The artists are held to high standards and are encouraged to bring their work framed and labeled. “Bring your work ready to show at the San Francisco MOMA.” We push each other to take risks and identify the next steps to improve our work. “What do you think of making your next piece bigger? I visited MOMA last week, and Richard Diebenkorn’s canvases are huge! I think your acrylics would lend themselves to a bigger canvas. ” “Have you thought of trying to combine mediums, e.g. water colors and pen?” “Here, I found this book on Klimt in my bookshelf. You can keep it. His art reminds me of some of what you are trying to do. Maybe you can find some ideas.”
The Art Junket salons are held partly to show art, partly to learn how artists produce art, partly to get advice, and in large part to receive inspiration.
The Art Junket, based on the early salon concepts of female conversation, encourages compassionate communication to ameliorate the feelings of vulnerability suffered by rising artists. We encourage participants to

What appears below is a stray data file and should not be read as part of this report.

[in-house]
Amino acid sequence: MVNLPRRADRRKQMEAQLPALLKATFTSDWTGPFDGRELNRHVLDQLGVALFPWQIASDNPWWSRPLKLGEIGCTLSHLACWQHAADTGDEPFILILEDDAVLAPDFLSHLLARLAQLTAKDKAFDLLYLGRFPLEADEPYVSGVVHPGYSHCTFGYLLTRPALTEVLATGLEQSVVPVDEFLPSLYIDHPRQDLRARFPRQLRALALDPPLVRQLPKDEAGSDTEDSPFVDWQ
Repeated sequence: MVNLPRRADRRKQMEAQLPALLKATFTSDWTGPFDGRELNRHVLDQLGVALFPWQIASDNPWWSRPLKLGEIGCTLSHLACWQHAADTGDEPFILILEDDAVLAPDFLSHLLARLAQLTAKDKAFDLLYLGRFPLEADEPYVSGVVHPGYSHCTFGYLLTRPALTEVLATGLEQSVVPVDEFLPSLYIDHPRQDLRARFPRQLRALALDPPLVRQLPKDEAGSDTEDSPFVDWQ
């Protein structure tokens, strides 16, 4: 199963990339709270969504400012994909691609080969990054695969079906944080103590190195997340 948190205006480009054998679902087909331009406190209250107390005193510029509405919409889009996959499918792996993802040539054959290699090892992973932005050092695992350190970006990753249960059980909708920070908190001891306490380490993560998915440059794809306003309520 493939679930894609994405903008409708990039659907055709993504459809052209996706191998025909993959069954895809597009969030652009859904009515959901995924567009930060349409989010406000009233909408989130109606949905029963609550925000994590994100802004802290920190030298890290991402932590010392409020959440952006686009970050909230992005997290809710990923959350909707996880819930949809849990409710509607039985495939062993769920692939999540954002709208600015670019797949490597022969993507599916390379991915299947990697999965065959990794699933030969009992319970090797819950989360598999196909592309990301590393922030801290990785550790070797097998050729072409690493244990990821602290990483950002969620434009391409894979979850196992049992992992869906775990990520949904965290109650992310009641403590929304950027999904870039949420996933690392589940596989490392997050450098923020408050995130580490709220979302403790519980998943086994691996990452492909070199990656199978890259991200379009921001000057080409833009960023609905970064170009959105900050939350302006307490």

- seek and offer support,
- seek comfort and sympathy for problems,
- use conversation to build relationships.
In Paris during the Enlightenment in the 1700s, women had an important role in salons. The women were intelligent, self-educated women who adopted the values of the Enlightenment. In the 20th century, the Cone sisters of Baltimore, and Gertrude Stein in 1930s Paris were conducted by and supported by women. The f/64 Group in the 1930s, though led by a chauvinistic group of creative men, was surprisingly very supportive of women photographers.
Today, The Art Junket, founded by women in Berkeley, is facilitated by women and works to invite a diverse group of women and men, Latinos, Asians, Europeans, African-Americans, Dine and other Native peoples, and people of different gender preferences, and people of differing philosophical and religious beliefs. We ask that all are respectful, no joyful, to celebrate our diversity. We believe that the more diverse our group, the more fertile are the ideas available to all artists.
Once a year, the Art Junket participants sow all their artwork produced in the last 12 months. They show their work to the broader public at a large Gallery show.
To learn more about The Art Junket, go to my Blog on The Art Junket.